State of the City: bike-shares, free wi-fi, and pothole fixes

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TOLEDO (13abc Action News) - Picture this: free wi-fi throughout Toledo, more police officers, and a park in the harbor. That could all soon be a reality if Mayor Wade Kapszukiewicz gets his agenda through.

Tonight was one of the first steps.

Inside the historic Ohio Theater, new Toledo mayor Wade Kapszukiewicz talked about bike-share programs, Lake Erie water quality, the Metroparks , and did somebody say potholes?

"I'm told we have a pothole problem. I don't know if anyone would agree with that," Kapszukiewicz joked.

The mayor said work on the Anthony Wayne Trail is moving up from (originally) next year, to now, this July. But fewer tax dollars from both the federal and state level are hurting the local guys...

"Those tax cuts are being paid for in the form of potholes, and rough roads, and not enough police officers, and things like that" Kapszukiewicz said.

We pressed the mayor on why potholes are re-opening and if there's a new fix?

"I think our strategy works just fine. It is the fact that we lack the resources to get ahead of the problem," Kapszukiewicz said. "And there's a lot of reasons for that. Some of them are self-inflicted."

"We need more communication, more transparency, and bigger and better ideas," Tina Scott said. "And what he has brought here is absolutely amazing."

Well known block watch leader Tina Scott is a big fan of what the new mayor is delivering. Downtown is booming, and employment is high.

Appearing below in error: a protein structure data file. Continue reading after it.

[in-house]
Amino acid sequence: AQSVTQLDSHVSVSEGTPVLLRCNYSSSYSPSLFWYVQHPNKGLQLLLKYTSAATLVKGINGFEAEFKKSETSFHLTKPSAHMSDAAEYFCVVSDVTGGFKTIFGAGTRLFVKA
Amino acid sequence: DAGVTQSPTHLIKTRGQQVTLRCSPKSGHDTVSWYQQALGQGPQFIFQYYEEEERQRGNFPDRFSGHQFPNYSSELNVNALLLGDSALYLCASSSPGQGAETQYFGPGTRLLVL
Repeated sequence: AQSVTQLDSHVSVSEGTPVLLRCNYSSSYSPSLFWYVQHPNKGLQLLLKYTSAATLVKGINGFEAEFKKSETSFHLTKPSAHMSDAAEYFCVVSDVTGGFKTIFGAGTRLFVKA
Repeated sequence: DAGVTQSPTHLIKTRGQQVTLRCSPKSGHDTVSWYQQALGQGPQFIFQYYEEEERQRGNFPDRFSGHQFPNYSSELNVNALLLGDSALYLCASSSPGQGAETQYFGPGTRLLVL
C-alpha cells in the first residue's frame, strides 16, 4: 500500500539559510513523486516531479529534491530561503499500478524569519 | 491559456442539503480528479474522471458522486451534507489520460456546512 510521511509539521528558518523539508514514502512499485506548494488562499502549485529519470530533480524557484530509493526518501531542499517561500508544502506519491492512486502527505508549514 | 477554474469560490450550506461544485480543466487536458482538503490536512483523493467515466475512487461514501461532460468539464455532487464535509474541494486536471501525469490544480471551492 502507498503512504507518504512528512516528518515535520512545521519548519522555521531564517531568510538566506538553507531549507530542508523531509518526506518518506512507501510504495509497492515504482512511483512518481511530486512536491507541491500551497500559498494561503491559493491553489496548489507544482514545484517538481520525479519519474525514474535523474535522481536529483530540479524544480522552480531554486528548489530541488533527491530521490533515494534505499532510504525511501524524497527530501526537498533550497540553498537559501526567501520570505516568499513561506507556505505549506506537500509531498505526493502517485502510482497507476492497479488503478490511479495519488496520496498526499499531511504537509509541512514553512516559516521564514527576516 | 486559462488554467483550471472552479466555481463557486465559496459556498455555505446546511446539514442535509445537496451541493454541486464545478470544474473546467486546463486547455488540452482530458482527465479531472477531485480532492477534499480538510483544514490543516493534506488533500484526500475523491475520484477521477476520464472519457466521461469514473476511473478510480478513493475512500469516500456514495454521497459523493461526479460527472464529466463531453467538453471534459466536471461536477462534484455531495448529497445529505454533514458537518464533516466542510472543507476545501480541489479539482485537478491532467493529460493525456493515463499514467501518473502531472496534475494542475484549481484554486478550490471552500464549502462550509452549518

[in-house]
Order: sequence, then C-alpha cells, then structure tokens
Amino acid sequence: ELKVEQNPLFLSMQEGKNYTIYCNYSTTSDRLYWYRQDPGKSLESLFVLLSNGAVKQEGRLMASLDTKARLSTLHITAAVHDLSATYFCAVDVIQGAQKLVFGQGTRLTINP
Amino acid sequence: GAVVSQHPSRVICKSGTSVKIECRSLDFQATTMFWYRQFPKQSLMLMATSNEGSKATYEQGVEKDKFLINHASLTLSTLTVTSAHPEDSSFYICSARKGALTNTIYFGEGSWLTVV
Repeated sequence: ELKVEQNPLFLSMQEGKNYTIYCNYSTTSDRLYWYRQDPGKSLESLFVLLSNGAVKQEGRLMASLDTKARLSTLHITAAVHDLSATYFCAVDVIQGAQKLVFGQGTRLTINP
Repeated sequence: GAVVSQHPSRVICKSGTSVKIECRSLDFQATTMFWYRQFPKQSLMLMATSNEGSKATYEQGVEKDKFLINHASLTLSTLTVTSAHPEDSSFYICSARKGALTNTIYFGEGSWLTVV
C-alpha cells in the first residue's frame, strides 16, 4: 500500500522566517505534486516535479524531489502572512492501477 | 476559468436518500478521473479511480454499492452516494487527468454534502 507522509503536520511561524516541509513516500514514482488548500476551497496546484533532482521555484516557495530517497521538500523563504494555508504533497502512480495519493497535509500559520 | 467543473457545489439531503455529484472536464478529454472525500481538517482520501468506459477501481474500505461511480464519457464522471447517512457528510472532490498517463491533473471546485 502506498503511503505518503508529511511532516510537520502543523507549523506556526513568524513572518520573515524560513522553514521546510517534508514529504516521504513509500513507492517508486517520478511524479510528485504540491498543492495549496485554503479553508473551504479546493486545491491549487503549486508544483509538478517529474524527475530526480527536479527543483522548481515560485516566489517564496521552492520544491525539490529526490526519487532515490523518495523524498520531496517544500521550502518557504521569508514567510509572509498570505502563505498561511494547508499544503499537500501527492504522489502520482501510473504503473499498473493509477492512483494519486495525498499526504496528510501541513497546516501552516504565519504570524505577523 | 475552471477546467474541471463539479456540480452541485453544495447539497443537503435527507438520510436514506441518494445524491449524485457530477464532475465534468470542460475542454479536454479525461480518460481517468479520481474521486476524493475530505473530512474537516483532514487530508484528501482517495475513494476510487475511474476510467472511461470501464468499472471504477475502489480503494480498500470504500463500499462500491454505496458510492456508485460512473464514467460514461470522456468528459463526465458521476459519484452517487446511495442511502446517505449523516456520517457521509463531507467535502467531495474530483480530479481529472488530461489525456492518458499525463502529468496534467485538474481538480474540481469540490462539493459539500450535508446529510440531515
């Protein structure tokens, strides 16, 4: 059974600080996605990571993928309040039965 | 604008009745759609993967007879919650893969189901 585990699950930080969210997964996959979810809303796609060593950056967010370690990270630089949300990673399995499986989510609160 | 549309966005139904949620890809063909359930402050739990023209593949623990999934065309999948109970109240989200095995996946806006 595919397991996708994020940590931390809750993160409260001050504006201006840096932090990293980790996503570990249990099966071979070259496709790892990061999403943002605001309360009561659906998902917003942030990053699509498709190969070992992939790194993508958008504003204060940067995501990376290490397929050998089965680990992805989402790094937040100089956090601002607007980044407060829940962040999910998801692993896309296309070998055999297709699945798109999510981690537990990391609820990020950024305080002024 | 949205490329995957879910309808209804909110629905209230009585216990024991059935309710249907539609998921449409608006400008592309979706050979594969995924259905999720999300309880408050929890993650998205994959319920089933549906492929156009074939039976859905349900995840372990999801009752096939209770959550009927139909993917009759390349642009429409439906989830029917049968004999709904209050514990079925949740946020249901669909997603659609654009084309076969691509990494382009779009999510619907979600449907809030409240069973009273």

"That's good but we can't blow this chance," Kapszukiewicz said.

Mayor Kapszukiewicz had some somber news in a very optimistic hour-long speech: namely Toledo's declining population.

"92 of the top 100 most populous cities in the country are growing... Toledo is one of the eight," Kapszukiewicz said.

One solution is attracting... and keeping young professionals. He says 542 new jobs have been added to the tax rolls since the start of 2018.

"I like that he's bringing in the younger generation," Scott said.

The mayor also plans on getting rid of what he calls redundancies between the county and city.

"We're never going to fully turn the corner until our city government gets its act together," Kapszukiewicz said.

The Toledo city complaint line just took its 10,000th call so far this year. And mayor Kapszukiewicz took the call for the city. No surprise, the topic was potholes.